Thanks to Jonathan Wilson for bringing this New York Times map to my attention via his Facebook page.
It shows which states are the most homegrown and which states are populated largely by people who were not born in that particular state.
You can also compare the percentage of people born in a given state in 2012 with the same information for 1950 and 1900.
Here is a taste of the introduction to the map, written by Gregor Aisch and Robert Gebeloff:
On Thursday, we published a series of interactive charts showing how Americans have moved between states since 1900. The charts show striking patterns for many states: You can trace the rise of migrant and immigrant populations all along the Southwest, particularly in Texas and Arizona; the influx of New Yorkers and other Northeasterners into Florida starting in the 1970s; and the growth in the Southern share of the Illinois population during the Great Migration.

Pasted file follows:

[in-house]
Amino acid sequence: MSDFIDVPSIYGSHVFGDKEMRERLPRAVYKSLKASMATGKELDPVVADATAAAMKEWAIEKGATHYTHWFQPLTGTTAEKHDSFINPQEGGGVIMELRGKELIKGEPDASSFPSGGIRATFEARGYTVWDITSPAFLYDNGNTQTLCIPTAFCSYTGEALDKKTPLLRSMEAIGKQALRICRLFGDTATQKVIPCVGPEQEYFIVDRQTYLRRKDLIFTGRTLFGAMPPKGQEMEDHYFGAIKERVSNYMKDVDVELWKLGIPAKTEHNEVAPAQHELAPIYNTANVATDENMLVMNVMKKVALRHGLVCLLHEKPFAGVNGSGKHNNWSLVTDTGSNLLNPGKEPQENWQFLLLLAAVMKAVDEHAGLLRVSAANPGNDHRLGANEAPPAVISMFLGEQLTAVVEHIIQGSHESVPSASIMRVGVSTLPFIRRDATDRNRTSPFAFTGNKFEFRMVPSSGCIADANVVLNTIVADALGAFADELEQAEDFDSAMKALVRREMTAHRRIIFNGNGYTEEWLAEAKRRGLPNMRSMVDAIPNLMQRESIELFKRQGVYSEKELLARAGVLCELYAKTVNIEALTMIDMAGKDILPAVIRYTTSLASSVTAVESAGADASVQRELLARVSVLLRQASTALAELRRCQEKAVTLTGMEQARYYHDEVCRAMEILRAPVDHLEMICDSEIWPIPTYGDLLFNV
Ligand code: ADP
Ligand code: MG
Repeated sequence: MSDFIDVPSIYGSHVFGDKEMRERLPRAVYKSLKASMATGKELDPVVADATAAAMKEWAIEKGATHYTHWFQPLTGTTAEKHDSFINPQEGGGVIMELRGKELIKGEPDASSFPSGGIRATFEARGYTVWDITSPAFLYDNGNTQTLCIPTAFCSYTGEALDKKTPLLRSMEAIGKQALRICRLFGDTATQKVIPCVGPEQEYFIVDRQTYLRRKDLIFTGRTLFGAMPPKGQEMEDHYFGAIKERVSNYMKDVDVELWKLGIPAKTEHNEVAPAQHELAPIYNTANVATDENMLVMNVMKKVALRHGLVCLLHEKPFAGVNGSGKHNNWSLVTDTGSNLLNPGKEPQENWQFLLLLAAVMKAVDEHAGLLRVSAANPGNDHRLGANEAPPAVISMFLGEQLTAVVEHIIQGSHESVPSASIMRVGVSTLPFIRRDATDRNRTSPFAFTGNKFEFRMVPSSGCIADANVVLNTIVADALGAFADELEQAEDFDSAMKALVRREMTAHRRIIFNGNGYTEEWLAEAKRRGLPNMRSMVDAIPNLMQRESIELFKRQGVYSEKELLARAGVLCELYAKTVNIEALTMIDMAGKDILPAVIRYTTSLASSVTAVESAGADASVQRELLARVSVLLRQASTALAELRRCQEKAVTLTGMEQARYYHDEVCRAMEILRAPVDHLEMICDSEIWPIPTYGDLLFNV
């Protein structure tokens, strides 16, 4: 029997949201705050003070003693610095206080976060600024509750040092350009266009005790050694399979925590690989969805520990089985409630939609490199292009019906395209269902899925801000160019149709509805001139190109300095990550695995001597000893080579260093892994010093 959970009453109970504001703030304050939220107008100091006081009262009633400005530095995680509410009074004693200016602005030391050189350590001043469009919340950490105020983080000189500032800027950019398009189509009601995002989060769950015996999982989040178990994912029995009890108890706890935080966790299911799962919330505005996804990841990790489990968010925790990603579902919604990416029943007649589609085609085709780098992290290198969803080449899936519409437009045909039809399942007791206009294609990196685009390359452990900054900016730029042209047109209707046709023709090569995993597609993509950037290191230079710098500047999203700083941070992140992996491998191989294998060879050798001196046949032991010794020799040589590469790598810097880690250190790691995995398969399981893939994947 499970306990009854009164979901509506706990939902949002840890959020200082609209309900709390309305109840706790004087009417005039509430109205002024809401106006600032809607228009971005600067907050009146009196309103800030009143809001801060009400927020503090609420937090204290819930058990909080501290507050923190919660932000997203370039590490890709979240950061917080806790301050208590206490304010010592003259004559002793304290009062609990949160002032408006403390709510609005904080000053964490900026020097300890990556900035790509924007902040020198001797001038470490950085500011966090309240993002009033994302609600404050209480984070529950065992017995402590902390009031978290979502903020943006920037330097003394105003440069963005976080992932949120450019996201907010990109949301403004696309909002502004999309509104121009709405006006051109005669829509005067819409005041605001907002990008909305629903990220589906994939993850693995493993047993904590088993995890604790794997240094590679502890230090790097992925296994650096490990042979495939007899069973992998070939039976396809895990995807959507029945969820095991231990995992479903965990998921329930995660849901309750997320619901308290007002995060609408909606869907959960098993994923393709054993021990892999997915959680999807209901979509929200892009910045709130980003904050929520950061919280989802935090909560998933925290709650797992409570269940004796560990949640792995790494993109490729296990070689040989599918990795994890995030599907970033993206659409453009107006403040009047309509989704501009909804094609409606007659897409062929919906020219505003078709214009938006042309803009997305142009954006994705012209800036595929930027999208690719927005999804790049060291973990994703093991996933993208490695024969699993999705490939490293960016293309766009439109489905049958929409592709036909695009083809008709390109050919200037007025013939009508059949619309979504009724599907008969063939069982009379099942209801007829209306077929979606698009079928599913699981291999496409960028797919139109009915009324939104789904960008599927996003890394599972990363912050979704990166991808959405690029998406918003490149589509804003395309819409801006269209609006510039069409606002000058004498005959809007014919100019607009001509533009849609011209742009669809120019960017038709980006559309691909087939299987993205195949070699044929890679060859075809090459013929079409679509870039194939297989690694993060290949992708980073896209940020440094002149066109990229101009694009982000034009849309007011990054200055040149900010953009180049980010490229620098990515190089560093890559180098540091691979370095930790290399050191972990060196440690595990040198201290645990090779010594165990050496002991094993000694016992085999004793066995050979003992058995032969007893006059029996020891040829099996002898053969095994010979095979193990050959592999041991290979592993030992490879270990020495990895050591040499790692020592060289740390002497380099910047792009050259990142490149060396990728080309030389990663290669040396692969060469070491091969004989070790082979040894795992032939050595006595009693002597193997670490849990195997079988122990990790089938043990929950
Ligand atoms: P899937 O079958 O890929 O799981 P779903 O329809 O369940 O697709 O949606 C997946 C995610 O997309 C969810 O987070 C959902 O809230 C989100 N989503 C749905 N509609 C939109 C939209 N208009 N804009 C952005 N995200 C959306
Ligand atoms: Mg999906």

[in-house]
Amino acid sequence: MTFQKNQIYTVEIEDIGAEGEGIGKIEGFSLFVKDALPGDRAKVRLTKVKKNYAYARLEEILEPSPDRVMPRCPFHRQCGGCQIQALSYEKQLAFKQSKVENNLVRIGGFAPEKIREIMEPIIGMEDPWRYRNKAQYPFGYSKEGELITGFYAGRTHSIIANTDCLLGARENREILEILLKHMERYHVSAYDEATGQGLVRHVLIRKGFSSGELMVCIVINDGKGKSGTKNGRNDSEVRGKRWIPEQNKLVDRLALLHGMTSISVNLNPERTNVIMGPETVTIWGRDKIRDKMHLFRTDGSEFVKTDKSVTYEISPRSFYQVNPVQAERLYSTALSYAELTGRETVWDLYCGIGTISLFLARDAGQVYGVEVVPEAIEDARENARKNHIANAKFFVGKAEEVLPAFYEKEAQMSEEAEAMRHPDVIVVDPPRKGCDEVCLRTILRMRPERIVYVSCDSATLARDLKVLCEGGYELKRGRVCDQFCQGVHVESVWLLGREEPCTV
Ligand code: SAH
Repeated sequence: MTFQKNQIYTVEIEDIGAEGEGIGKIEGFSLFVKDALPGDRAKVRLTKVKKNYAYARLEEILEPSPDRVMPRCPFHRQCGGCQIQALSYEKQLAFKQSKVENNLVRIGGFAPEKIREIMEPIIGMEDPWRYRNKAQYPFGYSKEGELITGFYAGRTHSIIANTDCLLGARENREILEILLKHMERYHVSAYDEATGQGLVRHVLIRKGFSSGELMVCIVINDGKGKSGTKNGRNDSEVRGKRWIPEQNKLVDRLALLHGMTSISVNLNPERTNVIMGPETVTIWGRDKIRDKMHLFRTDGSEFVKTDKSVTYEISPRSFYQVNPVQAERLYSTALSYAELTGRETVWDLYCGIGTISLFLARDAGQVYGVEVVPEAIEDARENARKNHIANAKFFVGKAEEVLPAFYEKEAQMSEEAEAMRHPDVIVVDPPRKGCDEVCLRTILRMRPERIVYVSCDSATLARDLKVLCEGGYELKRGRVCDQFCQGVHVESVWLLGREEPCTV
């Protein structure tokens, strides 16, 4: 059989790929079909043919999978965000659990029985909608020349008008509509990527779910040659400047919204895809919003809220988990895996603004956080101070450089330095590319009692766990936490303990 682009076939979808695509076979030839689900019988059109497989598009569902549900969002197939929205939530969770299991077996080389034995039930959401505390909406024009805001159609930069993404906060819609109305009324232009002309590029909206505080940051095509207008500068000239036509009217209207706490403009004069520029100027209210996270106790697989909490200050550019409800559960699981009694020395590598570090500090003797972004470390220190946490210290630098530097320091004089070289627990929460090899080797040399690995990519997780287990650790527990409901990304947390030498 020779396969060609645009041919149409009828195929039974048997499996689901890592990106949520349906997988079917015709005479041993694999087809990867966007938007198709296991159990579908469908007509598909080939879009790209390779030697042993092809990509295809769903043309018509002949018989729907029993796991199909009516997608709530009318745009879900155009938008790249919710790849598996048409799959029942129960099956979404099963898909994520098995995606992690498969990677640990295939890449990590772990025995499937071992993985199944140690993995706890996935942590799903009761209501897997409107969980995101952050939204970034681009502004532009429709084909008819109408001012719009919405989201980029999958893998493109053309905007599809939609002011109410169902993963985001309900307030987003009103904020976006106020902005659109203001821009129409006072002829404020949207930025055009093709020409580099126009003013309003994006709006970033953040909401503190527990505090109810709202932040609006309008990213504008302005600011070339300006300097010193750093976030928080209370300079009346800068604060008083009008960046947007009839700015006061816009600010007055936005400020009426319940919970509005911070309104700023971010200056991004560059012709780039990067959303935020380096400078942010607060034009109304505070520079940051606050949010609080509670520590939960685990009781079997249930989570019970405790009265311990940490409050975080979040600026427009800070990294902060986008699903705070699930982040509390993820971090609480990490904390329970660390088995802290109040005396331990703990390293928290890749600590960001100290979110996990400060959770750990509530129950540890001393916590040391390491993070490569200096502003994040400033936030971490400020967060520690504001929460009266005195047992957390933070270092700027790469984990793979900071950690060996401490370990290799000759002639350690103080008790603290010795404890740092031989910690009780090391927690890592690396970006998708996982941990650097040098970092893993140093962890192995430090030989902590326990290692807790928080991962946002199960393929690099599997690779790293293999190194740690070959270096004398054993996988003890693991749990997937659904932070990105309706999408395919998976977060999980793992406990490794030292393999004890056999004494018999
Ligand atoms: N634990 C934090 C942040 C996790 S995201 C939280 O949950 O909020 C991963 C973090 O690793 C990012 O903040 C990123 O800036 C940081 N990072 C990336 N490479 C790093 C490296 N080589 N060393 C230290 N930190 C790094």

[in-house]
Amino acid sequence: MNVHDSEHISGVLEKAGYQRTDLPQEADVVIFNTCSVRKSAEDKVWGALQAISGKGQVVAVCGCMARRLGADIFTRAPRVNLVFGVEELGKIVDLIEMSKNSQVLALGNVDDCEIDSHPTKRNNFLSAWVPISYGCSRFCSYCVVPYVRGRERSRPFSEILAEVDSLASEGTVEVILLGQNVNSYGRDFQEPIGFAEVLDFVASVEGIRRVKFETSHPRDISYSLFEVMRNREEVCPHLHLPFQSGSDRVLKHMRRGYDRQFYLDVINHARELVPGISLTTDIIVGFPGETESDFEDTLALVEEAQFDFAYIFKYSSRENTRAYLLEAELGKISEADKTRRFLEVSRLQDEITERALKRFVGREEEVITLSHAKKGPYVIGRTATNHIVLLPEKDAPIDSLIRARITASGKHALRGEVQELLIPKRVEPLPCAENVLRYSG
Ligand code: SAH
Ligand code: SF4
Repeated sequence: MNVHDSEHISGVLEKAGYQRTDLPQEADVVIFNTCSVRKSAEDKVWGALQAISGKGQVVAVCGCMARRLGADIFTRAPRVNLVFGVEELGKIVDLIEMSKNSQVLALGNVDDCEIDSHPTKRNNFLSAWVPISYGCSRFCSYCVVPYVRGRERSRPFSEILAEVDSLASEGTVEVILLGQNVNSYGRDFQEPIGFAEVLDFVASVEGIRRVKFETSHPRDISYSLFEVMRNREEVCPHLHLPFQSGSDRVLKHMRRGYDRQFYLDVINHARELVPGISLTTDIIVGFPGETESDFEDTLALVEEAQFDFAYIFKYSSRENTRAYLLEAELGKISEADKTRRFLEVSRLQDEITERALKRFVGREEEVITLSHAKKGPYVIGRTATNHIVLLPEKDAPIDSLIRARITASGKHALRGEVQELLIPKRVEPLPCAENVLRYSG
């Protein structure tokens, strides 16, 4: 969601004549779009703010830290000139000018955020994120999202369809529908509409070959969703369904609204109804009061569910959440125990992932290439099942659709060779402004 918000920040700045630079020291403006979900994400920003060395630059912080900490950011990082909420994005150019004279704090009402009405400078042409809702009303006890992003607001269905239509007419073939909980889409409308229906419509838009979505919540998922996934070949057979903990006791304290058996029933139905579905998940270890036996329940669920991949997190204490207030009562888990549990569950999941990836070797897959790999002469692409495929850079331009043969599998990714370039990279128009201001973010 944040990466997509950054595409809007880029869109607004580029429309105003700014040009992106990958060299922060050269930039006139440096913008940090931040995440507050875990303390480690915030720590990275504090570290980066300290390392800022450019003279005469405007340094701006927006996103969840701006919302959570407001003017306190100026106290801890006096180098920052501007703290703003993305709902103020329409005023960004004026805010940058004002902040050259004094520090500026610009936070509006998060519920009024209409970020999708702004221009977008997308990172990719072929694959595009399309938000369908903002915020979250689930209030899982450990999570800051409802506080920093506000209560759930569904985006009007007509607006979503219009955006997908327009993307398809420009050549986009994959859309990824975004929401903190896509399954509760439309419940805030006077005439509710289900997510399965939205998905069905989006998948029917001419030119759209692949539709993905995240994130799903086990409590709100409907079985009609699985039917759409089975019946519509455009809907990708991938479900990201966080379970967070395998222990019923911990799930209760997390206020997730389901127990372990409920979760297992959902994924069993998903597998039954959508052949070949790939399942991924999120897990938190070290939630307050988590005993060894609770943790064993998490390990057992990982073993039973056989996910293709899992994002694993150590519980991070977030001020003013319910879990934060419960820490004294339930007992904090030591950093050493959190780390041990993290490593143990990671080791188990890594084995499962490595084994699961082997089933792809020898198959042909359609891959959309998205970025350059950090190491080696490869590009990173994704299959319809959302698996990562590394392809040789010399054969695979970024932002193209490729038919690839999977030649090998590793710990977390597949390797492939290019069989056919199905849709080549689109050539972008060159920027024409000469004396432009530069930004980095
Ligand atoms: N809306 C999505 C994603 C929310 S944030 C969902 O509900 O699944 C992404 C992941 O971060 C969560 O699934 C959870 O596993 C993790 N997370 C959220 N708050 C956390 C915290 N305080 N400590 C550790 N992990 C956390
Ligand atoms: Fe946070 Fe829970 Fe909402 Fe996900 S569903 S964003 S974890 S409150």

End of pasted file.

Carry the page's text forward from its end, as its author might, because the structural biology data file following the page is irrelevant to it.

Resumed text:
In 1900, 95 percent of the people living in the Carolinas were born there, with similarly high numbers all through the Southeast. More than a hundred years later, those percentages are nearly cut in half.
Taken individually, each state tells its own story, and each makes for fascinating reading. As a follow-up, here is the big picture: a map showing all of the states at a given time.Each shape represents where the people living in a state were born. Within a state, larger shapes mean a group makes up a larger share of the population.
Pennsylvania, the state where I live, is one of the most homegrown states in the U.S. This is why my daughters were always the only kids who did not have a grandparent in attendance at "Grandparent's Day" in elementary school. (Their grandparents lives in New Jersey and Colorado).